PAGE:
Enviros, tribe win right to intervene in Grand Canyon withdrawal litigation

Posted: Apr 24, 2012

Written by

MANUEL QUINONES, Greenwire
Grand Canyon

Environmental groups and Arizona's Havasupai Tribe have won the right to intervene in at least one federal court case against the Obama administration's new mining limits around Grand Canyon National Park.

At issue is Arizona uranium prospector Gregory Yount's complaint against Interior Secretary Ken Salazar for withdrawing more than 1 million acres around the Canyon from new mining claims. His lawsuit is one of four industry-led complaints against the decision.

Arizona U.S. District Court Judge Frederick Martone ruled Friday that the tribe, Center for Biological Diversity, Sierra Club, Grand Canyon Trust and National Parks Conservation Association could be part of the case. He agreed with the groups in saying that federal lawyers may not fully represent their interests.

"Their interests are focused on environmental and cultural preservation, while the government manages the land at issue for multiple uses, including mining," Martone wrote in his opinion.

"Proposed intervenors and defendants have often been on opposing sides of litigation regarding mining in this area and other environmental issues," he said.

Yount, who is representing himself in the case, said the groups did not really have a stake in the proceedings. In court filings, he said they wanted the same thing as the administration -- to keep the ban on new claims in place.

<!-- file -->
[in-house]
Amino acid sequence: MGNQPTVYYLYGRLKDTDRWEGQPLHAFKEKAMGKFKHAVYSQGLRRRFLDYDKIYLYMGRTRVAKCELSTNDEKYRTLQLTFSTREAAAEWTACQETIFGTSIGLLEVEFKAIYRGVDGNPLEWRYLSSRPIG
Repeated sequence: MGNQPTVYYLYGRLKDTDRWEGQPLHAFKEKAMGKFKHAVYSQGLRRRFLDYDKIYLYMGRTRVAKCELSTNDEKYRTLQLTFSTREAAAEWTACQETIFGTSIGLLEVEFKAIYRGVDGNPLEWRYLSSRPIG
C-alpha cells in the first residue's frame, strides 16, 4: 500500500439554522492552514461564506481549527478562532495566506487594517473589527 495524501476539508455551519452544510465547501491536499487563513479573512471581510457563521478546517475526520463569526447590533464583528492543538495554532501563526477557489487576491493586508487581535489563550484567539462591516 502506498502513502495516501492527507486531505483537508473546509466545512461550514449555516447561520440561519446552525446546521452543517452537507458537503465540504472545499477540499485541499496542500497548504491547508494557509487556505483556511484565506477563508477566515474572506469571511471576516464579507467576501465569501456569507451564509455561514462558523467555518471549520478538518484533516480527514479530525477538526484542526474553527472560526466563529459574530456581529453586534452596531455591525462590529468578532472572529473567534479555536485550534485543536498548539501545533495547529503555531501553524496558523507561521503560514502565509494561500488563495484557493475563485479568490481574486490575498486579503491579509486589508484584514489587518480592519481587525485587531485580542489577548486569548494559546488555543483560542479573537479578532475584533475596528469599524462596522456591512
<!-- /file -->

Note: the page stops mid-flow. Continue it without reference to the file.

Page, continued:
"The only issue at hand is whether the Northern Arizona Withdrawal was properly conducted under [the National Environmental Policy Act]," he wrote. "Movant Intervenor's environmental and cultural interests have nothing to do with whether the NAW is legal, which is the sole and only issue to be decided by the Court."

He added, "Applicants have fabricated and exaggerated their claims to the point that it is difficult to separate their actual protectable interests from blatant misinformation campaigns."

Other cases involve the National Mining Association, Nuclear Energy Institute and Northwest Mining Association. Industry attorneys have moved to consolidate the cases.

Government attorneys have called it "premature" to consolidate the cases, especially when there are open motions to dismiss the Yount complaint.

Still, because eventual consolidation is a likely scenario, Martone's ruling effectively opens the door for environmental groups to be part of the broader litigation.

"Salazar's decision to protect the Grand Canyon from more uranium mining pollution was the right one," said Taylor McKinnon, public lands director for the Center for Biological Diversity. "We welcome the opportunity to defend it in court."


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